European Parliament votes through minimum wage deal
Today, the European Parliament voted in favour of the Directive on Minimum Wages in the EU. With this directive, two-thirds of Member States are expected to gradually increase their minimum wages, which will improve the standard of living for millions of people. Member States will have to take account of increases in the cost of living when calculating minimum wage levels. Determined at national level, minimum wages in the EU must now combat worker poverty and enable workers to have a decent standard of living.
Sara Matthieu MEP, Greens/EFA coordinator of the Employment and Social Affairs Committee, comments:
"The Minimum Wage Directive is an important victory for a more social European Union. Thanks to this directive, 25 million workers will see their wages increase by 20%. This legislation is also a step forward for gender equality. The gender pay gap should decrease by at least 5%, as women are over-represented in the lowest paid sectors. To protect all workers, we successfully fought to include platform workers.
“Even before the rapid rise of inflation and the cost of living crisis, 96.5 million people in the EU were living in poverty or at risk of social exclusion. Member States have two years to transpose the directive but given the urgency, we call on them to act now.”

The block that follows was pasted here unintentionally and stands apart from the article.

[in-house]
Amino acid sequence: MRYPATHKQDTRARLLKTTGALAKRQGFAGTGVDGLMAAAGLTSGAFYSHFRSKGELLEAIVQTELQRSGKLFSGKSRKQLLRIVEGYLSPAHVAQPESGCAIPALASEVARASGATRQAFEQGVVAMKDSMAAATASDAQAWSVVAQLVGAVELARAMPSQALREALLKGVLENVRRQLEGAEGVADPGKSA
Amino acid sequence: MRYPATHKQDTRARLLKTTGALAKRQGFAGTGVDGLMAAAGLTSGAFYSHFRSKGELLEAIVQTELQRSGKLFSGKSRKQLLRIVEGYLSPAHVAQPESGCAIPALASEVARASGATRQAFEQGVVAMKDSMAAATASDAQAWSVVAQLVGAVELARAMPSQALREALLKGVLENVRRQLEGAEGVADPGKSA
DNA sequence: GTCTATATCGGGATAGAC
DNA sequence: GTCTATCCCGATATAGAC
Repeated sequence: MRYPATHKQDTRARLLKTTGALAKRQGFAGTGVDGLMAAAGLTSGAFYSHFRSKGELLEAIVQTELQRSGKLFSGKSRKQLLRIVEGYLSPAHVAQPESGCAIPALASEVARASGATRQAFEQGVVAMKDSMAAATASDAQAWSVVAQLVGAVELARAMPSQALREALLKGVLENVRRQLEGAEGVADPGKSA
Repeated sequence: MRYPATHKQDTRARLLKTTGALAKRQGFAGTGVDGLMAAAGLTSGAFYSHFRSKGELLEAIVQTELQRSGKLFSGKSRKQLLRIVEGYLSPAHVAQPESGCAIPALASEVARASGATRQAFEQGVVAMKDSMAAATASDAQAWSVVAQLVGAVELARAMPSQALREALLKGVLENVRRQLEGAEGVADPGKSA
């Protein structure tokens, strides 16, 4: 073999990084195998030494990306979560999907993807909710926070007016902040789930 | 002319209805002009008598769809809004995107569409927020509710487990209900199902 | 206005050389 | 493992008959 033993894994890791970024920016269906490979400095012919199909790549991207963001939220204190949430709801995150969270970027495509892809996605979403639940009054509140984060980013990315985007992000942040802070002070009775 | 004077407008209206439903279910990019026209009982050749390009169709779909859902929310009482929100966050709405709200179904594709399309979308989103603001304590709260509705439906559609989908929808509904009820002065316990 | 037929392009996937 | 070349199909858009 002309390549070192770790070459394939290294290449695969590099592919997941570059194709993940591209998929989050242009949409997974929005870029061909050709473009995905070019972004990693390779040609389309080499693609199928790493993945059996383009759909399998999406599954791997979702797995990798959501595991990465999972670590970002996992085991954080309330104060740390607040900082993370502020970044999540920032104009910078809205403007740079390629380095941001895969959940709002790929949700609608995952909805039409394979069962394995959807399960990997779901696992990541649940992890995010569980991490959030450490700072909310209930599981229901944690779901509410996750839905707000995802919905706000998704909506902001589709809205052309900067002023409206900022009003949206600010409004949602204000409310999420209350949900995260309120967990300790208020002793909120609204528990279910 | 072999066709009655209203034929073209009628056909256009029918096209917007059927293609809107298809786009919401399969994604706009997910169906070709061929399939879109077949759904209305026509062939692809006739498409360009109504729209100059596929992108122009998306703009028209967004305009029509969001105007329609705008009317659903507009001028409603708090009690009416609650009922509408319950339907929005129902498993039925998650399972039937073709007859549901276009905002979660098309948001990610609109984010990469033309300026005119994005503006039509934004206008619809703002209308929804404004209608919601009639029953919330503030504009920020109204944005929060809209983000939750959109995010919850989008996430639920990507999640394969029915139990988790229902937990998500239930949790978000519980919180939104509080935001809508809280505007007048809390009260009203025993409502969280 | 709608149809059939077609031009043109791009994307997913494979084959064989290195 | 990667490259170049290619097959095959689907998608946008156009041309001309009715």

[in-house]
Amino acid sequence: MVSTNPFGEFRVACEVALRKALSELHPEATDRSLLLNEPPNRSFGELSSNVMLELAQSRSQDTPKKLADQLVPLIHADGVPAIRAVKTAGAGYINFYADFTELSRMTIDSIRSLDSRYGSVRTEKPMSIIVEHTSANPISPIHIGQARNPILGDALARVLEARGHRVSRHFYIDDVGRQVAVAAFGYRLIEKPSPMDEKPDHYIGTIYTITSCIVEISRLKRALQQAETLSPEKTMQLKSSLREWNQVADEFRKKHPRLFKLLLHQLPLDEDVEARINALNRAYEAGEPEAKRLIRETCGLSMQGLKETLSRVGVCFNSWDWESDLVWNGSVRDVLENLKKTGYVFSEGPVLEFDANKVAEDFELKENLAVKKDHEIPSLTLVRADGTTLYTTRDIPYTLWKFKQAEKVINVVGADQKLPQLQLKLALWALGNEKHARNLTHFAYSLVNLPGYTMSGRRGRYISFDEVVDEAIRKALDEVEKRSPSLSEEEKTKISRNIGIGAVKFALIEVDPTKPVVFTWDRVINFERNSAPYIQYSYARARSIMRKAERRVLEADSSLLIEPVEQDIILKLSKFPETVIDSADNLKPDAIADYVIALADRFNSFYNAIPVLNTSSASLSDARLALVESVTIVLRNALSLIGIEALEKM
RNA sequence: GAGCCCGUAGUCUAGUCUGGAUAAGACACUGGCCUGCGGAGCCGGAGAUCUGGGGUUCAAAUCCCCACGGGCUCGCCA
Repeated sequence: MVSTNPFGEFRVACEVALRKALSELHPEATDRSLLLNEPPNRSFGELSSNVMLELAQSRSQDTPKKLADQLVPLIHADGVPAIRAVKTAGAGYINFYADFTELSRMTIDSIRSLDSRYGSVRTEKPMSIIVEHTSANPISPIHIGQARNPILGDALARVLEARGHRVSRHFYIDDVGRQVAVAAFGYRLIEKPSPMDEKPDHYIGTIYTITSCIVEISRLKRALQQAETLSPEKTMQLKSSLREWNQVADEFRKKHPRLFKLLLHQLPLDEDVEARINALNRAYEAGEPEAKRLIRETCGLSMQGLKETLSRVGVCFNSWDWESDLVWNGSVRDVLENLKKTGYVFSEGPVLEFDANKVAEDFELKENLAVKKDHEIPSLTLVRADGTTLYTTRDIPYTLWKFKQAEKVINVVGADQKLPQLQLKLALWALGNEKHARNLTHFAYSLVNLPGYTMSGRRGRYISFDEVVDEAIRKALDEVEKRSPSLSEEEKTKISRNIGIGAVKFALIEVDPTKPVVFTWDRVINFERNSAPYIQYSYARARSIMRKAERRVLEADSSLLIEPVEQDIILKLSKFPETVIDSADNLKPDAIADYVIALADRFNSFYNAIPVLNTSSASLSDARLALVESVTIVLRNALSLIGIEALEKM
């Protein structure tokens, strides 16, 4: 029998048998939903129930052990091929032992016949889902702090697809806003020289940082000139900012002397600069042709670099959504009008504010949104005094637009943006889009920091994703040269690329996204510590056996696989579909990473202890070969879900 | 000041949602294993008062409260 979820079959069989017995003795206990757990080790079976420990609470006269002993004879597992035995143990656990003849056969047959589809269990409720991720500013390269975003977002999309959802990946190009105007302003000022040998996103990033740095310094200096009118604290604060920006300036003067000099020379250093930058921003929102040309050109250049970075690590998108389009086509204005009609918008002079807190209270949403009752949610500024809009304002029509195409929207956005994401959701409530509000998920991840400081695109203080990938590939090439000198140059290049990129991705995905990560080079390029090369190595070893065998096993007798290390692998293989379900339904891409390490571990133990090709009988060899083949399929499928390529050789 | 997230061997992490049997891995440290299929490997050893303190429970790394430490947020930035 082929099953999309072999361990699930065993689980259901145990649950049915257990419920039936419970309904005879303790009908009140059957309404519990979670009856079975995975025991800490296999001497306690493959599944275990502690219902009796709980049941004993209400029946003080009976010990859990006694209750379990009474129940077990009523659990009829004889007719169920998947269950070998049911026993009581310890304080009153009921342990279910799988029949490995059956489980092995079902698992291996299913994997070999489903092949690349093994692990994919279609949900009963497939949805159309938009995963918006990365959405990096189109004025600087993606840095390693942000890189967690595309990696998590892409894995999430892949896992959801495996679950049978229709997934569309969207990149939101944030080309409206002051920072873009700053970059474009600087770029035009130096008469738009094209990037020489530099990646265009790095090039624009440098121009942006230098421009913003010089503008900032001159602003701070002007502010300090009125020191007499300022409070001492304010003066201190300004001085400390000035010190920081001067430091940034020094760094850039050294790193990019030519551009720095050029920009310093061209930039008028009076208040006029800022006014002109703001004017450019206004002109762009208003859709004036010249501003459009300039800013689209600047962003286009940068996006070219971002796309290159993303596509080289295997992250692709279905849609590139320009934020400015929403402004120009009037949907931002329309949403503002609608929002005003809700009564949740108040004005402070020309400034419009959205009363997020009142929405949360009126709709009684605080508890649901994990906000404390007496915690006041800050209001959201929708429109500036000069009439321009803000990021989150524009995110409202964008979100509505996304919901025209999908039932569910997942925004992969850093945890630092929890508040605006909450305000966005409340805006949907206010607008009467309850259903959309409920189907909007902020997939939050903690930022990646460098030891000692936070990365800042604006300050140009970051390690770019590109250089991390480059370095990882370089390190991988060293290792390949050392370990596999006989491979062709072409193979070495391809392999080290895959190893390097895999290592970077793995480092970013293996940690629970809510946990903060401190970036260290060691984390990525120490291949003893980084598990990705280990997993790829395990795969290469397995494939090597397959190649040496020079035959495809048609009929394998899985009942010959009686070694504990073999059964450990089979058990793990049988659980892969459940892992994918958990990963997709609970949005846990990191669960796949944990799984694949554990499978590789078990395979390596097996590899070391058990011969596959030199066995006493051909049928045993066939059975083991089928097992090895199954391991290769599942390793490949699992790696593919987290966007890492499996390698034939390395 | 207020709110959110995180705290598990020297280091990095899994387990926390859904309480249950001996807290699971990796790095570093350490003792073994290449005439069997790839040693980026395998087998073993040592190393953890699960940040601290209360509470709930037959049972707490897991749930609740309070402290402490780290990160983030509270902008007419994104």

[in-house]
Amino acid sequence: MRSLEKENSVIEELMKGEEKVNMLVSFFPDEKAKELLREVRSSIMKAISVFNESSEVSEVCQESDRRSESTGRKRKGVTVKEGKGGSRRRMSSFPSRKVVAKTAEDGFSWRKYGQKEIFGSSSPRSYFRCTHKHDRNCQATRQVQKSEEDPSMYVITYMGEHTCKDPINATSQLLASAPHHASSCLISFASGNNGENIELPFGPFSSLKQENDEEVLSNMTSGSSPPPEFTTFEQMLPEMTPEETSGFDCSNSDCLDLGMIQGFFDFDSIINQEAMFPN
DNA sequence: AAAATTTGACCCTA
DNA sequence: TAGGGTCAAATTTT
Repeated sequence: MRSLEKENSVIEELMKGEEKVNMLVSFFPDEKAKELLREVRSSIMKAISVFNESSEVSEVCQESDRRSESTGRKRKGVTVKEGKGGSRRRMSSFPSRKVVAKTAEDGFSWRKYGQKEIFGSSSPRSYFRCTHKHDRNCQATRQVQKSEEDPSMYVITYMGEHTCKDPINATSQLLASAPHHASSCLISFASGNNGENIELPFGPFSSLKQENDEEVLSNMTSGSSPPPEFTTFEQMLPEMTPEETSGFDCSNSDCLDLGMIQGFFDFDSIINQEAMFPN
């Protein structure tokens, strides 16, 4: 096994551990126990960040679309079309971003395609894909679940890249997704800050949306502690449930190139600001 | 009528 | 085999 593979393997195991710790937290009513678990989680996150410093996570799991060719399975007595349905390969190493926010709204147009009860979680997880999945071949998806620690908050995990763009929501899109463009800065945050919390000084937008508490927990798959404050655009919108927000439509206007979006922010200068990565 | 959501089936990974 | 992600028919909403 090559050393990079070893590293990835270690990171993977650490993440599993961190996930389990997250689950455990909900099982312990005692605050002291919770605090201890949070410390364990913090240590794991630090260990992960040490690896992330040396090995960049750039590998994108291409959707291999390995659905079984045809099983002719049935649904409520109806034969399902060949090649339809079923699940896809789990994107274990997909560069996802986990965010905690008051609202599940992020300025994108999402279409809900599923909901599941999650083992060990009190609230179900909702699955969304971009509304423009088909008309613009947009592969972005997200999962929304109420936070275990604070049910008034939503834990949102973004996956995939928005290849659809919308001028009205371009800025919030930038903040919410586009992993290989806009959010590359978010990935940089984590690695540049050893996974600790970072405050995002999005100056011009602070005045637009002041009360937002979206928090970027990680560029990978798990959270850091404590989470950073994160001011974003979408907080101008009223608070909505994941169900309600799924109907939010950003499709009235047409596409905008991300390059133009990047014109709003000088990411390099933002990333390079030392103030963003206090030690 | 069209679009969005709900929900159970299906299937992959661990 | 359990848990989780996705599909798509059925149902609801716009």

Kim van Sparrentak, Greens/EFA MEP and Member of the Social Affairs Committee, comments:
"Workers on minimum wage are hit particularly hard by the inflation. EU countries must ensure that the minimum wage can sustain decent living conditions. This is why national governments must take responsibility and act faster than the official deadline of this directive.
“Around 25 million workers in the EU are expected to benefit from this legislation. Currently, around 10 percent of European workers live in poverty. The minimum wage will not be the same everywhere with this legislation, but countries will be obliged to encourage collective bargaining and put in place procedures and criteria that ensure fair minimum wages. For too long, the European Union, headed by the Commission, has neglected workers with the lowest wages. This law shows that a more social Europe is possible if the political will is there."
The minimum wage will not be harmonised with this legislation, but for determining the minimum wage countries will be required to promote collective bargaining and to set procedures and criteria to allow workers to have a decent standard of living. Member States are advised to establish a basket of goods and services at real prices to determine the cost of living with the aim of achieving a decent standard of living. In addition to material necessities such as food, clothing and housing, the need to participate in cultural, educational and social activities could also be taken into consideration.